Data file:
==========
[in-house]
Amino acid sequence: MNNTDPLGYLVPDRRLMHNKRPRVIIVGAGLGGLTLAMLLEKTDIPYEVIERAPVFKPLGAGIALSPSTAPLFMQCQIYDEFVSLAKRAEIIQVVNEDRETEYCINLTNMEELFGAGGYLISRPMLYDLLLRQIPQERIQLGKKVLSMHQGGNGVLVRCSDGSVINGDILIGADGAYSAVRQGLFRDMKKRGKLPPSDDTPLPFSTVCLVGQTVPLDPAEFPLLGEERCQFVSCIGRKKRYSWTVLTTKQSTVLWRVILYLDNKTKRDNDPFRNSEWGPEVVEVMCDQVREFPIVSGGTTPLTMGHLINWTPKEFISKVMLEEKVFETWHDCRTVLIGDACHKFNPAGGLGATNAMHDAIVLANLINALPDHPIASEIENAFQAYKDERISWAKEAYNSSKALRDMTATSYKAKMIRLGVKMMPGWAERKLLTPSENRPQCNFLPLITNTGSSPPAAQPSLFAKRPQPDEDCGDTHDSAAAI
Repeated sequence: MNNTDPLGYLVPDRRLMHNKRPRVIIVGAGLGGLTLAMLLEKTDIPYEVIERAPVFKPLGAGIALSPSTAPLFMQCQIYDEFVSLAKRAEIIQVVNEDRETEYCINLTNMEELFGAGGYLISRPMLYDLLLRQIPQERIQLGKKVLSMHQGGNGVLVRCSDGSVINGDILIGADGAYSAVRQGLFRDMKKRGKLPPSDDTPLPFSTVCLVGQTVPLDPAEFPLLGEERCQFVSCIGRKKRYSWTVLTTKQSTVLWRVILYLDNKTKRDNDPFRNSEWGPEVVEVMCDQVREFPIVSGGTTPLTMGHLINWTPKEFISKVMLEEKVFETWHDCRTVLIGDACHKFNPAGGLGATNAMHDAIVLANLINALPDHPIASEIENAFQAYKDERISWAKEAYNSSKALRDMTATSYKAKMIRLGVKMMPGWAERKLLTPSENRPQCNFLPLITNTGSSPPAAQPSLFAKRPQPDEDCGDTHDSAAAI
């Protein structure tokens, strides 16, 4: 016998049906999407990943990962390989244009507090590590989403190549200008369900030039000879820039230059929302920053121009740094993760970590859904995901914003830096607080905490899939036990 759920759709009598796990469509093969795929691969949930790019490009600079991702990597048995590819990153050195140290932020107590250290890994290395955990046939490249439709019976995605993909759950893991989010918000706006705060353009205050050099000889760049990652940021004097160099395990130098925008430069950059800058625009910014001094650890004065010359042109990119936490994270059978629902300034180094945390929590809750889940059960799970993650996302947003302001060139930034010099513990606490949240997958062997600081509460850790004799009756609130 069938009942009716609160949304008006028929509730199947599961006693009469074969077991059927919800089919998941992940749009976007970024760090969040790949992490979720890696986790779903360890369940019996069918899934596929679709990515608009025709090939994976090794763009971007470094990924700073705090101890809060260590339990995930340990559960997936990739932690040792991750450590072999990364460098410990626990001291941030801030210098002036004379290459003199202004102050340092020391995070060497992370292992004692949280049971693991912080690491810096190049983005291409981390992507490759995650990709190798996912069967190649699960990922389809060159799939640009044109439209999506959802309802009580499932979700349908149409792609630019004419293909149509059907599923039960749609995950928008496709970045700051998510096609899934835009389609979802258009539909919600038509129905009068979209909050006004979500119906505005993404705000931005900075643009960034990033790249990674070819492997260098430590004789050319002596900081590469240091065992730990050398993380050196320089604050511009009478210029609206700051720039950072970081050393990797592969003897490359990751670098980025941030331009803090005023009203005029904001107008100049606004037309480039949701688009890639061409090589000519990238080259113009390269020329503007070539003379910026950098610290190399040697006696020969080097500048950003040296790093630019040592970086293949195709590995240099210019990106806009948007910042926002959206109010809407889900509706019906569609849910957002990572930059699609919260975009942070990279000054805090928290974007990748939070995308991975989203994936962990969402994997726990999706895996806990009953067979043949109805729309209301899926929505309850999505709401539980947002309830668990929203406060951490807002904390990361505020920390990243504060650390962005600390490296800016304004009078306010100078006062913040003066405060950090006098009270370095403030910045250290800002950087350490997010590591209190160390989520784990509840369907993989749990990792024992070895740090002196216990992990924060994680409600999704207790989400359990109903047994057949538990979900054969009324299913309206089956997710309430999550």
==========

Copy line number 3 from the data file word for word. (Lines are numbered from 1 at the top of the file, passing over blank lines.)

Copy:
Repeated sequence: MNNTDPLGYLVPDRRLMHNKRPRVIIVGAGLGGLTLAMLLEKTDIPYEVIERAPVFKPLGAGIALSPSTAPLFMQCQIYDEFVSLAKRAEIIQVVNEDRETEYCINLTNMEELFGAGGYLISRPMLYDLLLRQIPQERIQLGKKVLSMHQGGNGVLVRCSDGSVINGDILIGADGAYSAVRQGLFRDMKKRGKLPPSDDTPLPFSTVCLVGQTVPLDPAEFPLLGEERCQFVSCIGRKKRYSWTVLTTKQSTVLWRVILYLDNKTKRDNDPFRNSEWGPEVVEVMCDQVREFPIVSGGTTPLTMGHLINWTPKEFISKVMLEEKVFETWHDCRTVLIGDACHKFNPAGGLGATNAMHDAIVLANLINALPDHPIASEIENAFQAYKDERISWAKEAYNSSKALRDMTATSYKAKMIRLGVKMMPGWAERKLLTPSENRPQCNFLPLITNTGSSPPAAQPSLFAKRPQPDEDCGDTHDSAAAI